About Aid Watch
The Aid Watch blog is a project of New York University's Development Research Institute (DRI). This blog is principally written by William Easterly, author of "The Elusive Quest for Growth: Economists' Adventures and Misadventures in the Tropics" and "The White Man's Burden: Why the West's Efforts to Aid the Rest Have Done So Much Ill and So Little Good," and Professor of Economics at NYU. It is co-written by Laura Freschi and by occasional guest bloggers. Our work is based on the idea that more aid will reach the poor the more people are watching aid.
"Conscience is the inner voice that warns us somebody may be looking." - H.L. Mencken
- Rukmini on Aid Watch blog ends; New work on development begins : This has been a valuable resource for me and I’m sorry to see it...
- Jesse on From Hell to Prosperity: I would like to see this graph with a comparative one which shows the number of people in each religion...
- Ellie on Aid Watch blog ends; New work on development begins : Sad to see you go, but I certainly respect the decision. Hope it is...
- Vivek Nemana on From Hell to Prosperity: Jeff, Well, the billionaire effect might explain a disproportionately high mean income, but...
- M on Aid Watch blog ends; New work on development begins : I agree that Bill and Laura should think about how they can get their message...
- Mr. Econotarian on Are Lax US Gun Laws Spilling Violence into Mexico? : The paper says: “DHS data gives the number of illegal...
Bill Easterly tweets
- So sorry to hear about Turkey violence; Sympathy to the victims and to the cause of democracy. http://t.co/q3aMGKqJnt 07:01:19 PM June 11, 2013 from bitly ReplyRetweetFavorite
- I'm a little unclear on how they established causality from the Chicago mayor to the murder rate http://t.co/lASzN2F7G8 06:12:10 PM June 11, 2013 from bitly ReplyRetweetFavorite
- The Natural Effort to Better One’s Conditions - can't miss event tomorrow http://t.co/gnjUehxZIk 09:28:43 PM June 10, 2013 from bitly ReplyRetweetFavorite
- Hello, our government, this is a good moment to explain just what democratic checks and balances do now constrain the NSA. 05:12:56 PM June 10, 2013 from web ReplyRetweetFavorite
Aid Watch tweets
- Whoa. "Is this the most beautiful excel spreadsheet in history?" http://t.co/EEWpAQQHIG via @cblatts 09:10:05 PM June 11, 2013 from Buffer ReplyRetweetFavorite
- "The drug war in Mexico has claimed twice as many lives than the conflicts in Iraq and Afghanistan" http://t.co/5PBheCCpvA via @Guardian 08:50:13 PM June 11, 2013 from Buffer ReplyRetweetFavorite
- Some harsh, and debatable, statements: "Africa's Lesson in Self-Reliance" http://t.co/L0cKQn0Cmh via @nytimes 08:21:03 PM June 11, 2013 from Buffer ReplyRetweetFavorite
- Every rose has its thorn. Some roses also have toxic chemicals and sexual abuse. http://t.co/NBMk2gm2GD via @TheHumanosphere 01:03:10 PM June 11, 2013 from Buffer ReplyRetweetFavorite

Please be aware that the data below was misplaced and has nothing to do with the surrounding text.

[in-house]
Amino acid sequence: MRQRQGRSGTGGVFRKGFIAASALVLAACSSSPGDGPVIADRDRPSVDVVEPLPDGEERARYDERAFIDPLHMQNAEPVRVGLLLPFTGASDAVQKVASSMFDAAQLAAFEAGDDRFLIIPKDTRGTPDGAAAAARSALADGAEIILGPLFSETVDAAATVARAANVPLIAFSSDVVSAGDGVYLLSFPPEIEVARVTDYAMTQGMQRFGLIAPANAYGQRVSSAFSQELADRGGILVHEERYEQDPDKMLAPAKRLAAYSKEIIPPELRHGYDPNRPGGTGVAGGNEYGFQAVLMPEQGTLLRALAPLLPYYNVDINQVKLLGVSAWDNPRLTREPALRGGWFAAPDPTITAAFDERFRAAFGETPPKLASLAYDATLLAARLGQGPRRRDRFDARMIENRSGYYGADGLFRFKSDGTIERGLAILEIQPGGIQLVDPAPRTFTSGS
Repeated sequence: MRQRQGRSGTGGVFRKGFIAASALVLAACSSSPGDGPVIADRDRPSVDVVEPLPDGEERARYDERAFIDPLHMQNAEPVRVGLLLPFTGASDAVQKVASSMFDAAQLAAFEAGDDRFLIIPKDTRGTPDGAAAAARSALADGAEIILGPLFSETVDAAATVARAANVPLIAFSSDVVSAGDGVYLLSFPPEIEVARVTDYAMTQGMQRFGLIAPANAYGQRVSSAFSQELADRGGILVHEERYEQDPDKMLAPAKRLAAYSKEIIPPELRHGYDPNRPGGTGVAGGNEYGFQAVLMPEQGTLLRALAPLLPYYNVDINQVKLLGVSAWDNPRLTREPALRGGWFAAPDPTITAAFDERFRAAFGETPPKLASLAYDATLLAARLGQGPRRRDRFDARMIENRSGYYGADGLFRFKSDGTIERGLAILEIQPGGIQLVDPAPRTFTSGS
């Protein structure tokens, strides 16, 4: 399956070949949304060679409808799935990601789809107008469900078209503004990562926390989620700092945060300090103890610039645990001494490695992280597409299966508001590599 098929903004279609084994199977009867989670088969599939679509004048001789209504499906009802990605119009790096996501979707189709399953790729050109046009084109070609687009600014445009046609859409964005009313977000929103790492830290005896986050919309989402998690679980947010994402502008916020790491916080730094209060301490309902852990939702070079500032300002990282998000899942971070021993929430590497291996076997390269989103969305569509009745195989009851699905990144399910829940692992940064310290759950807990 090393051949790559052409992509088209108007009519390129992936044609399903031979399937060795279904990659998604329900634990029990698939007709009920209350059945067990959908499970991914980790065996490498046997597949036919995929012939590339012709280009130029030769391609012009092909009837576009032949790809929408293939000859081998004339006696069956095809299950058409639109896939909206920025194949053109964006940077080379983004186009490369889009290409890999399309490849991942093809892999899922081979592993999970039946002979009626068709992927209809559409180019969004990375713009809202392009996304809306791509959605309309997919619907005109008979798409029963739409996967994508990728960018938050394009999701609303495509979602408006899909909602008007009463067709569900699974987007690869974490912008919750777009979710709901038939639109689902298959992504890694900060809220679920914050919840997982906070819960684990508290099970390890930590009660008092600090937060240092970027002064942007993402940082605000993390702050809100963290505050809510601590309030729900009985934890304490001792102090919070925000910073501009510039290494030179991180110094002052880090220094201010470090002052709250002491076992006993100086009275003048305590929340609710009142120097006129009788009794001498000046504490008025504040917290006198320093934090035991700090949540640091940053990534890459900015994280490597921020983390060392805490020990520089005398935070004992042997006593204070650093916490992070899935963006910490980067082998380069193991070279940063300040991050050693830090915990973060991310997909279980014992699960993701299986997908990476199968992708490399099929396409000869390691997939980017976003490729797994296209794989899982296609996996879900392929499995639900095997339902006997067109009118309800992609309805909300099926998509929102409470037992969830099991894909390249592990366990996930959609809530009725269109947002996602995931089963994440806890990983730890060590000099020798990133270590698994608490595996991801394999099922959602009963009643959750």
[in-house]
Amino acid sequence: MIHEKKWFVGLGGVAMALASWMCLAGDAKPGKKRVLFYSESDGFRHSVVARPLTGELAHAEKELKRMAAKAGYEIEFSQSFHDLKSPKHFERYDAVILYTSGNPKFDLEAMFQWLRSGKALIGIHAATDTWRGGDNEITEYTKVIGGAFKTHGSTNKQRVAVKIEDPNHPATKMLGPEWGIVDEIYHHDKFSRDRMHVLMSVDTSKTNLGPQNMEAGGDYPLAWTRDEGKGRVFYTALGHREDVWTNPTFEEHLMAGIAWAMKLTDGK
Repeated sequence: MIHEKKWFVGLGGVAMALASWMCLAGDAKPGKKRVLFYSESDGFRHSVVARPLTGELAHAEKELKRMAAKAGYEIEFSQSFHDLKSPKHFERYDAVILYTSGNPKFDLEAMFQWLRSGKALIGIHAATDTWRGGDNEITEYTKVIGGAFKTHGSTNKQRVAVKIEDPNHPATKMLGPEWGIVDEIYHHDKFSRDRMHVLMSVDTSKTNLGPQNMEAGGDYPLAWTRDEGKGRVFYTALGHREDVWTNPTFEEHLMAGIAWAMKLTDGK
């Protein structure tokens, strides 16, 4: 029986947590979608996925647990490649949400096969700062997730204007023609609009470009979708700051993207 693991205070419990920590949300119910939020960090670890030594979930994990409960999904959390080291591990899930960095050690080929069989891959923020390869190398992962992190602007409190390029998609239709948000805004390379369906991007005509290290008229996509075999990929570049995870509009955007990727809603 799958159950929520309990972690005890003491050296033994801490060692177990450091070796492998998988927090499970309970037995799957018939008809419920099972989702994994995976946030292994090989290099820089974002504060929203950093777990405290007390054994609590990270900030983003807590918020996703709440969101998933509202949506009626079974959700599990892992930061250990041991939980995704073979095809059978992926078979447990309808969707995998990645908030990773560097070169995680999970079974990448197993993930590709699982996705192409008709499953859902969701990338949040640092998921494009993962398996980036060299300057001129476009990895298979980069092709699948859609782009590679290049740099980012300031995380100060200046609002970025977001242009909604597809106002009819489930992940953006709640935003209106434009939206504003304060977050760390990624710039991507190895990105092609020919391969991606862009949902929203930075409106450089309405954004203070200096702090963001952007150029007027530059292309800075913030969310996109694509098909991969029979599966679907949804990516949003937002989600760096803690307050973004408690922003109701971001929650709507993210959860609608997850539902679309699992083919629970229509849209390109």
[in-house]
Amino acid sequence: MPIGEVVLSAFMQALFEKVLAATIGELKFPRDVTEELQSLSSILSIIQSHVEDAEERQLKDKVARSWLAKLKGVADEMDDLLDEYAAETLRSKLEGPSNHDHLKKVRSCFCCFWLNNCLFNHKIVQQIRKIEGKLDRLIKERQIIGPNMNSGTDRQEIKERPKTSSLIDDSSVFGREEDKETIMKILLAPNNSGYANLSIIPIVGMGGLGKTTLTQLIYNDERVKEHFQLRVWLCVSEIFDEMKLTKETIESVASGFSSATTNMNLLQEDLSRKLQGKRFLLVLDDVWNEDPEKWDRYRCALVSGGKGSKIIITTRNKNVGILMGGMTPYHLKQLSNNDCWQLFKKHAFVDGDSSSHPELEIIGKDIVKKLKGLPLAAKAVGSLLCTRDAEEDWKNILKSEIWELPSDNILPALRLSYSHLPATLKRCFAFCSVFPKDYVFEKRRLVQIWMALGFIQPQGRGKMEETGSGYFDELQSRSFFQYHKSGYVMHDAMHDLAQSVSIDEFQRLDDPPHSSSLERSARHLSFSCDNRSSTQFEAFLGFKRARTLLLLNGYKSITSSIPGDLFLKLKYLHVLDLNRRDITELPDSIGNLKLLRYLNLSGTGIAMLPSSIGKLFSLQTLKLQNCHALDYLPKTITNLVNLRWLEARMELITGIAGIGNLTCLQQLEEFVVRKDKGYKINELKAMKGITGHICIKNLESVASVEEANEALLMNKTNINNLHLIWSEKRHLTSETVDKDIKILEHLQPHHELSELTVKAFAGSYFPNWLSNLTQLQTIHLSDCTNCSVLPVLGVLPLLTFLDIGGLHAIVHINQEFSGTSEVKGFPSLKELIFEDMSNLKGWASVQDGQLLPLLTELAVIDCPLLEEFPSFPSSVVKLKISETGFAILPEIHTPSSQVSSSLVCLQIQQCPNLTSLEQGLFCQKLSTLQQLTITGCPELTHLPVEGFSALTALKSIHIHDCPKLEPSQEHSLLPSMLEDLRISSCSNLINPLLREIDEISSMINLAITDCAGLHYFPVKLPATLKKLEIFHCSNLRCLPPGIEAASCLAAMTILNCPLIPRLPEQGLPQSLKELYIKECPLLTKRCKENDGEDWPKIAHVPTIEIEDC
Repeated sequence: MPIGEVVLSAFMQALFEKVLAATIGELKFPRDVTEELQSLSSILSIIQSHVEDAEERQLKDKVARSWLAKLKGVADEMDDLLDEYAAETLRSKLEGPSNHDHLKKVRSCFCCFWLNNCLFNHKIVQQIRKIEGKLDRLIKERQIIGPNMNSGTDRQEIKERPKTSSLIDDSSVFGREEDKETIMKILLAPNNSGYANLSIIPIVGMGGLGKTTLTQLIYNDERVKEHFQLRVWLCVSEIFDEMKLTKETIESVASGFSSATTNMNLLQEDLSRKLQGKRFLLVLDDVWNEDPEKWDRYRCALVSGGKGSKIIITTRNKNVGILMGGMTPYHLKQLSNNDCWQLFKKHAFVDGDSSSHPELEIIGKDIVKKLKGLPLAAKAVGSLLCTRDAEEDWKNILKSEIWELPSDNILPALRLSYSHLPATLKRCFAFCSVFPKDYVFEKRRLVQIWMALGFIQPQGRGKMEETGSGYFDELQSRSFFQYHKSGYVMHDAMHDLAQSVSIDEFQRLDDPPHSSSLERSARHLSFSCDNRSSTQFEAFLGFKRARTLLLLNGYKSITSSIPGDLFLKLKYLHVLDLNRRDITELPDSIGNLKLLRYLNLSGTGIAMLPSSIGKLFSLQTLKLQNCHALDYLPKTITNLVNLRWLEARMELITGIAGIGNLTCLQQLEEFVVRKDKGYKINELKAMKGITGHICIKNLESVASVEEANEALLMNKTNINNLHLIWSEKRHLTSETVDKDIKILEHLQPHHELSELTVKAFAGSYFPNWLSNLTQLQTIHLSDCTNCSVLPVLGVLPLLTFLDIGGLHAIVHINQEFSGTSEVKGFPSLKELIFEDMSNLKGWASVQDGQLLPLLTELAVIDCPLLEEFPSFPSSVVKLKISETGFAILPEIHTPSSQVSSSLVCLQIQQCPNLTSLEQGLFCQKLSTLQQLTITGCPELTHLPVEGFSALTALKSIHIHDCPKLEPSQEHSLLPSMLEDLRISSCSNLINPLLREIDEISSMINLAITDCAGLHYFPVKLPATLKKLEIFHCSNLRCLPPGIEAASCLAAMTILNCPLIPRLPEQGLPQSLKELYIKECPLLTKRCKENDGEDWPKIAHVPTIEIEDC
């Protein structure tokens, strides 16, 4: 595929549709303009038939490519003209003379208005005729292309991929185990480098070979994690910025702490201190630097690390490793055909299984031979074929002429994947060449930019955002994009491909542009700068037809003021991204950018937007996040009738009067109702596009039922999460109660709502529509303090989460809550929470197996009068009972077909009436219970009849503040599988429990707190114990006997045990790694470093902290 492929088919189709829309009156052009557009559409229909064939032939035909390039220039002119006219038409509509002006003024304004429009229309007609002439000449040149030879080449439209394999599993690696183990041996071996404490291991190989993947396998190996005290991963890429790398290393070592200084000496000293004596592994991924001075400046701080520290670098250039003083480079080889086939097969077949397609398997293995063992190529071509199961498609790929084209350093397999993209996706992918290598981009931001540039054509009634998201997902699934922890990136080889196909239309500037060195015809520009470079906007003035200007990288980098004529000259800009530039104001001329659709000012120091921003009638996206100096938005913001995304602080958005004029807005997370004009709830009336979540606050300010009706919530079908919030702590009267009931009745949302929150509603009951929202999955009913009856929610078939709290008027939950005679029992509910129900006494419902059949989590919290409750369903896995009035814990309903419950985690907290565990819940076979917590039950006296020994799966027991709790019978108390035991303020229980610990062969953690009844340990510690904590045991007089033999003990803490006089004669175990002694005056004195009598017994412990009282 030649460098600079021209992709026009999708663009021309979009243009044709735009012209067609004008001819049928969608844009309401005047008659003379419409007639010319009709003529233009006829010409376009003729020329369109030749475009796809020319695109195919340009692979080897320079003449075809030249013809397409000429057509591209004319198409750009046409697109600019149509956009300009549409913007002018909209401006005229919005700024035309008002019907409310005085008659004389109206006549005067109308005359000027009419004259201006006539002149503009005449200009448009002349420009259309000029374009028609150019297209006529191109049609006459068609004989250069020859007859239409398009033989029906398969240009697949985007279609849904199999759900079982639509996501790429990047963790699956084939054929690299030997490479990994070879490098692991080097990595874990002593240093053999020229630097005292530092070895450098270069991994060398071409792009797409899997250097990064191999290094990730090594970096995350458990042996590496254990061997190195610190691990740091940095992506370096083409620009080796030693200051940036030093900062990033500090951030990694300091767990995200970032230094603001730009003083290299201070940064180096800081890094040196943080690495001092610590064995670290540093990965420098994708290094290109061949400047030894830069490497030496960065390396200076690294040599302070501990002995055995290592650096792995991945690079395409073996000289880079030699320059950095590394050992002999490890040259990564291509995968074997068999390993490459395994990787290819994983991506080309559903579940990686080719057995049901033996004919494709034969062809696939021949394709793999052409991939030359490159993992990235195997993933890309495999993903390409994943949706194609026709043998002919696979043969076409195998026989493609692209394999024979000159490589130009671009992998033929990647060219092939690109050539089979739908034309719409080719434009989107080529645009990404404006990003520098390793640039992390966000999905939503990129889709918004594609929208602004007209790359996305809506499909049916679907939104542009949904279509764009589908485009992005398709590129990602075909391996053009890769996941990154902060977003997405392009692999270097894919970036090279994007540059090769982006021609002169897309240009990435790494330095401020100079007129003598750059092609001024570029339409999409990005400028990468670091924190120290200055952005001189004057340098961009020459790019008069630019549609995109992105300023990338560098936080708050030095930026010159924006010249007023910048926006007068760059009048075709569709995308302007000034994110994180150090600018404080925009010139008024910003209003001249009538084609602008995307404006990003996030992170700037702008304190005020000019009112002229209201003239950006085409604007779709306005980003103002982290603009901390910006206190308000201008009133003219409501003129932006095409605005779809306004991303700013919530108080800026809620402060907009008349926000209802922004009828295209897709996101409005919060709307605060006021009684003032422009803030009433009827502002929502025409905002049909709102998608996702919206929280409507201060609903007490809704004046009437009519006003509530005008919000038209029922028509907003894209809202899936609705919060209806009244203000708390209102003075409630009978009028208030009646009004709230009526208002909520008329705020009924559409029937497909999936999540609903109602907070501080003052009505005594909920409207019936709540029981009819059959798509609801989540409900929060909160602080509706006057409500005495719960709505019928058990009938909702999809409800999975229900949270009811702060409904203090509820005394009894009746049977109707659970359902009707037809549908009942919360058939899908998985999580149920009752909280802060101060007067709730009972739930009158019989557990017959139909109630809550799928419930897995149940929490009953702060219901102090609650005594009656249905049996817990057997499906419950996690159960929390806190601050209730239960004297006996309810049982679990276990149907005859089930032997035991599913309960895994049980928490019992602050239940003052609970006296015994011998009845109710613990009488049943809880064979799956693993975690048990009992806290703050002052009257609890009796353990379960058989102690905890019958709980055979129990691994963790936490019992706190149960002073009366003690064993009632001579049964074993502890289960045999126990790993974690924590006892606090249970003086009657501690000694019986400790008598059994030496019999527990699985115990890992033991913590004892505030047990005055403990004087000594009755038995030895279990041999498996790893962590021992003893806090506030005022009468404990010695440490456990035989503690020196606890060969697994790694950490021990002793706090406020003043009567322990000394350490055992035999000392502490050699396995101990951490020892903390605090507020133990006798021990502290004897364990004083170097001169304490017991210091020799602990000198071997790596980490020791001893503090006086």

Tag Archives: China
UPDATE 4: thanks to all the critics on this post, too bad I couldnt get Chinese censoring technology to work:)
UPDATE 3: 9:30am Sat 10/9: links to Nobel Peace Prize and Charter ’08
UPDATE 2: 1:30pm. New Yorker writer Evan Osnos generously replies to my criticisms (see end of post)
SCOREBOAD UPDATE 10 AM 10/8: understanding key to China’s future development: Nobel Committee 1, New Yorker 0; Liu Xiaobo 1, Justin Lin, 0.
China’s remarkable growth rate is unlikely to last. No country in history has managed to grow nearly so fast for so long.
“China is defying the law of gravity at the moment,” says New York University economist William Easterly, who has tracked economic development for decades. “But that doesn’t mean that gravity is wrong.”
From 1900 to 2000, NYU’s Mr. Easterly says, per-capita growth of all countries ranged between 1% to 3% a year.
The usual development conversation about determinants of per capita income revolves around modern choices of institutions or economic policies. But what if history is the main determinant of development today?
A paper by Diego Comin, Erick Gong, and myself was just published in the American Economic Journal: Macroeconomics. We collected crude but informative data on the state of technology in various parts of the world in 1000 BC, 0 AD, and 1500 AD.
According to the FT, China’s Investment Corporation is “very concerned” about threats of further instability in the Eurozone.
Considering also China’s big new role in aid to Africa, is it time to start wondering whether both World Bank and IMF should be moved to Beijing?
Not that I am willing to join the China-worship cult, but I DO love historical ironies that deflate pretensions of the White Man as Savior.
Deborah Brautigam, Associate Professor in American University’s International Development Program, is author of the book The Dragon’s Gift: The Real Story of China in Africa (see our review here), and a new blog which digs into current China in Africa issues reported in the press. She recently spoke at NYU and answered a few of our questions.
Q: It’s my reading of your book that you think Western donors could learn something from the…
In recent years, journalists and pundits in the West have looked on China’s economic engagement with Africa, including foreign aid, with growing alarm. An NYT op-ed a few years ago called China a “rogue donor,“ giving aid that is “nondemocratic in origin and nontransparent in practice, and its effect is typically to stifle real progress while hurting ordinary citizens.”
Other negative stories about China in Africa include China abetting genocide in Darfur by supplying arms…